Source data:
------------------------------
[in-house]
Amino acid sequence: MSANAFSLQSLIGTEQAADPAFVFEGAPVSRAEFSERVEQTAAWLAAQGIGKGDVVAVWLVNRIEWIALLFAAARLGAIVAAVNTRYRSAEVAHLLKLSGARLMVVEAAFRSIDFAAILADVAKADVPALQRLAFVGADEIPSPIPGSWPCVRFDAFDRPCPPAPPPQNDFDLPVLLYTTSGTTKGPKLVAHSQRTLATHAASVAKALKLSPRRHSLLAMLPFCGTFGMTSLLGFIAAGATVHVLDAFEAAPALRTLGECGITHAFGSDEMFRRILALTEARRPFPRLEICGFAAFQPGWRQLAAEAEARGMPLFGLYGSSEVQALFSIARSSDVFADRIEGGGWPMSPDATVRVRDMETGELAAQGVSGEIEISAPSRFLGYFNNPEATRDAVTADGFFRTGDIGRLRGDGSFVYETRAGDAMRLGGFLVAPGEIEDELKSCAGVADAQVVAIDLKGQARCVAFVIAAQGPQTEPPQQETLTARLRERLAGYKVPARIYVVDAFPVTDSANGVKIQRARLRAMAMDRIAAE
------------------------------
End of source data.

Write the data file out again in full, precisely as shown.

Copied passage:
[in-house]
Amino acid sequence: MSANAFSLQSLIGTEQAADPAFVFEGAPVSRAEFSERVEQTAAWLAAQGIGKGDVVAVWLVNRIEWIALLFAAARLGAIVAAVNTRYRSAEVAHLLKLSGARLMVVEAAFRSIDFAAILADVAKADVPALQRLAFVGADEIPSPIPGSWPCVRFDAFDRPCPPAPPPQNDFDLPVLLYTTSGTTKGPKLVAHSQRTLATHAASVAKALKLSPRRHSLLAMLPFCGTFGMTSLLGFIAAGATVHVLDAFEAAPALRTLGECGITHAFGSDEMFRRILALTEARRPFPRLEICGFAAFQPGWRQLAAEAEARGMPLFGLYGSSEVQALFSIARSSDVFADRIEGGGWPMSPDATVRVRDMETGELAAQGVSGEIEISAPSRFLGYFNNPEATRDAVTADGFFRTGDIGRLRGDGSFVYETRAGDAMRLGGFLVAPGEIEDELKSCAGVADAQVVAIDLKGQARCVAFVIAAQGPQTEPPQQETLTARLRERLAGYKVPARIYVVDAFPVTDSANGVKIQRARLRAMAMDRIAAE